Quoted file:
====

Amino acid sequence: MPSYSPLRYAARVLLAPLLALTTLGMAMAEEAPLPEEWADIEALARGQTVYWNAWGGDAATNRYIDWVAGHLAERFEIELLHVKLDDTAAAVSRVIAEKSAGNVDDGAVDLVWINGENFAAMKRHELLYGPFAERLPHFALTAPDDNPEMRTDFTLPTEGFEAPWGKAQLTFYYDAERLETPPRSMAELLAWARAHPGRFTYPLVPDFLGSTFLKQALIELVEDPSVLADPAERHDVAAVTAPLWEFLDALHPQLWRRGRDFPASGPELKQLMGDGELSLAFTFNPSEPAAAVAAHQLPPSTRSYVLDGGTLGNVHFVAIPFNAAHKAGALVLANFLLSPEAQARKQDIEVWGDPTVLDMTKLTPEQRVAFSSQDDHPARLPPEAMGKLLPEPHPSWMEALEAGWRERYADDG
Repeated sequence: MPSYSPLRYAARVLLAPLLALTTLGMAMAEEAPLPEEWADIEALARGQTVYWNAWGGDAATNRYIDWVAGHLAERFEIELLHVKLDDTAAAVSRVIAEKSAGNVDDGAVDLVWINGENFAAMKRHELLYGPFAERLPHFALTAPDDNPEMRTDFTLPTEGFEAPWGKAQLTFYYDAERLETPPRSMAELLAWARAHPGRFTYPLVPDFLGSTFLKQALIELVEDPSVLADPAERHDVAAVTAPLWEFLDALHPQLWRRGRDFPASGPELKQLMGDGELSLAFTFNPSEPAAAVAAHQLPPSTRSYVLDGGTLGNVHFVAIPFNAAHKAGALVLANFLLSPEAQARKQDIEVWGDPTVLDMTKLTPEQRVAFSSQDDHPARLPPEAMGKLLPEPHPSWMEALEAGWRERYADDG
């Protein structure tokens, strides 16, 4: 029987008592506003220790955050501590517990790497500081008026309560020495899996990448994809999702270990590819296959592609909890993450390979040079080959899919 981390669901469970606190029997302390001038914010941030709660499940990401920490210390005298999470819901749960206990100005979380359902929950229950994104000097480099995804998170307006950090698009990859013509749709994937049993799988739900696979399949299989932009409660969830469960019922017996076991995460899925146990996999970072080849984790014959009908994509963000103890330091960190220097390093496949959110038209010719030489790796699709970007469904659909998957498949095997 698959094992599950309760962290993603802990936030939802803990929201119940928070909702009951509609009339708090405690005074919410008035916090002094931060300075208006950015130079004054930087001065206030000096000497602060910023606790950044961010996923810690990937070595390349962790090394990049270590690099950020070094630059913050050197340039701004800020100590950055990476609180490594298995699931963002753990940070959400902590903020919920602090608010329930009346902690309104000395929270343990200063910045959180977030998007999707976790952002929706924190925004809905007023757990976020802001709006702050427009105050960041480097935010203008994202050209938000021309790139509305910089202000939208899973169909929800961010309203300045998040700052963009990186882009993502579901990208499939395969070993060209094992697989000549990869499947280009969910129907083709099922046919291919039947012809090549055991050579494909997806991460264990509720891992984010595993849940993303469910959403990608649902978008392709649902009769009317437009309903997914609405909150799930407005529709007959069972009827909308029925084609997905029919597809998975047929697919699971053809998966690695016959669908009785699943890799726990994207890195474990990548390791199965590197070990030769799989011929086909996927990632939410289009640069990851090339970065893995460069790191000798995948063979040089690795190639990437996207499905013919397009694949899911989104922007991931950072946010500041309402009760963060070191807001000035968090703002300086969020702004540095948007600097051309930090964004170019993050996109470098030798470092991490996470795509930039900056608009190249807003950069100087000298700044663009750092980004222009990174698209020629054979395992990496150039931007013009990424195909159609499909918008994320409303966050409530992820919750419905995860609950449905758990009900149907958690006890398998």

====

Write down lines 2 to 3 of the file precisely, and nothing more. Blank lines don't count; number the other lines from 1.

Repeated sequence: MPSYSPLRYAARVLLAPLLALTTLGMAMAEEAPLPEEWADIEALARGQTVYWNAWGGDAATNRYIDWVAGHLAERFEIELLHVKLDDTAAAVSRVIAEKSAGNVDDGAVDLVWINGENFAAMKRHELLYGPFAERLPHFALTAPDDNPEMRTDFTLPTEGFEAPWGKAQLTFYYDAERLETPPRSMAELLAWARAHPGRFTYPLVPDFLGSTFLKQALIELVEDPSVLADPAERHDVAAVTAPLWEFLDALHPQLWRRGRDFPASGPELKQLMGDGELSLAFTFNPSEPAAAVAAHQLPPSTRSYVLDGGTLGNVHFVAIPFNAAHKAGALVLANFLLSPEAQARKQDIEVWGDPTVLDMTKLTPEQRVAFSSQDDHPARLPPEAMGKLLPEPHPSWMEALEAGWRERYADDG
């Protein structure tokens, strides 16, 4: 029987008592506003220790955050501590517990790497500081008026309560020495899996990448994809999702270990590819296959592609909890993450390979040079080959899919 981390669901469970606190029997302390001038914010941030709660499940990401920490210390005298999470819901749960206990100005979380359902929950229950994104000097480099995804998170307006950090698009990859013509749709994937049993799988739900696979399949299989932009409660969830469960019922017996076991995460899925146990996999970072080849984790014959009908994509963000103890330091960190220097390093496949959110038209010719030489790796699709970007469904659909998957498949095997 698959094992599950309760962290993603802990936030939802803990929201119940928070909702009951509609009339708090405690005074919410008035916090002094931060300075208006950015130079004054930087001065206030000096000497602060910023606790950044961010996923810690990937070595390349962790090394990049270590690099950020070094630059913050050197340039701004800020100590950055990476609180490594298995699931963002753990940070959400902590903020919920602090608010329930009346902690309104000395929270343990200063910045959180977030998007999707976790952002929706924190925004809905007023757990976020802001709006702050427009105050960041480097935010203008994202050209938000021309790139509305910089202000939208899973169909929800961010309203300045998040700052963009990186882009993502579901990208499939395969070993060209094992697989000549990869499947280009969910129907083709099922046919291919039947012809090549055991050579494909997806991460264990509720891992984010595993849940993303469910959403990608649902978008392709649902009769009317437009309903997914609405909150799930407005529709007959069972009827909308029925084609997905029919597809998975047929697919699971053809998966690695016959669908009785699943890799726990994207890195474990990548390791199965590197070990030769799989011929086909996927990632939410289009640069990851090339970065893995460069790191000798995948063979040089690795190639990437996207499905013919397009694949899911989104922007991931950072946010500041309402009760963060070191807001000035968090703002300086969020702004540095948007600097051309930090964004170019993050996109470098030798470092991490996470795509930039900056608009190249807003950069100087000298700044663009750092980004222009990174698209020629054979395992990496150039931007013009990424195909159609499909918008994320409303966050409530992820919750419905995860609950449905758990009900149907958690006890398998």